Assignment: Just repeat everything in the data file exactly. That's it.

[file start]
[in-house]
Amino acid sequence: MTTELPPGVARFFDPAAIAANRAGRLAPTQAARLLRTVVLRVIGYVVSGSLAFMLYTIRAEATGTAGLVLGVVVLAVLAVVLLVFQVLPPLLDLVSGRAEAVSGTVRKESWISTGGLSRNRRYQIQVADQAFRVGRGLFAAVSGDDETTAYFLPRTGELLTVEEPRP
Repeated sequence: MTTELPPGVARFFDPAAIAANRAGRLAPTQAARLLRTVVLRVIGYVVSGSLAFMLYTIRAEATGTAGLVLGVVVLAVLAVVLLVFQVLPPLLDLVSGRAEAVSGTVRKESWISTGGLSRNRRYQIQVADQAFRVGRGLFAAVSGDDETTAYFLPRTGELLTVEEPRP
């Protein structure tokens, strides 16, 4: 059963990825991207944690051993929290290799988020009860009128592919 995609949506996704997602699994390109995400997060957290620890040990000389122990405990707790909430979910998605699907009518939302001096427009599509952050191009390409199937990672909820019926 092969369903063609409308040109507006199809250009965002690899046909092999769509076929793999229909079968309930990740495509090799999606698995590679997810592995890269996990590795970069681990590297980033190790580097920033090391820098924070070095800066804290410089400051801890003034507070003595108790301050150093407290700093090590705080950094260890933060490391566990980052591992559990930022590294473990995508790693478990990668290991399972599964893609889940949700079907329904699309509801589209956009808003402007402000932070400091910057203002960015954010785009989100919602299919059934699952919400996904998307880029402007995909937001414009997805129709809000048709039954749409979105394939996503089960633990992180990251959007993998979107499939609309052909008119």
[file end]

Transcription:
[in-house]
Amino acid sequence: MTTELPPGVARFFDPAAIAANRAGRLAPTQAARLLRTVVLRVIGYVVSGSLAFMLYTIRAEATGTAGLVLGVVVLAVLAVVLLVFQVLPPLLDLVSGRAEAVSGTVRKESWISTGGLSRNRRYQIQVADQAFRVGRGLFAAVSGDDETTAYFLPRTGELLTVEEPRP
Repeated sequence: MTTELPPGVARFFDPAAIAANRAGRLAPTQAARLLRTVVLRVIGYVVSGSLAFMLYTIRAEATGTAGLVLGVVVLAVLAVVLLVFQVLPPLLDLVSGRAEAVSGTVRKESWISTGGLSRNRRYQIQVADQAFRVGRGLFAAVSGDDETTAYFLPRTGELLTVEEPRP
């Protein structure tokens, strides 16, 4: 059963990825991207944690051993929290290799988020009860009128592919 995609949506996704997602699994390109995400997060957290620890040990000389122990405990707790909430979910998605699907009518939302001096427009599509952050191009390409199937990672909820019926 092969369903063609409308040109507006199809250009965002690899046909092999769509076929793999229909079968309930990740495509090799999606698995590679997810592995890269996990590795970069681990590297980033190790580097920033090391820098924070070095800066804290410089400051801890003034507070003595108790301050150093407290700093090590705080950094260890933060490391566990980052591992559990930022590294473990995508790693478990990668290991399972599964893609889940949700079907329904699309509801589209956009808003402007402000932070400091910057203002960015954010785009989100919602299919059934699952919400996904998307880029402007995909937001414009997805129709809000048709039954749409979105394939996503089960633990992180990251959007993998979107499939609309052909008119």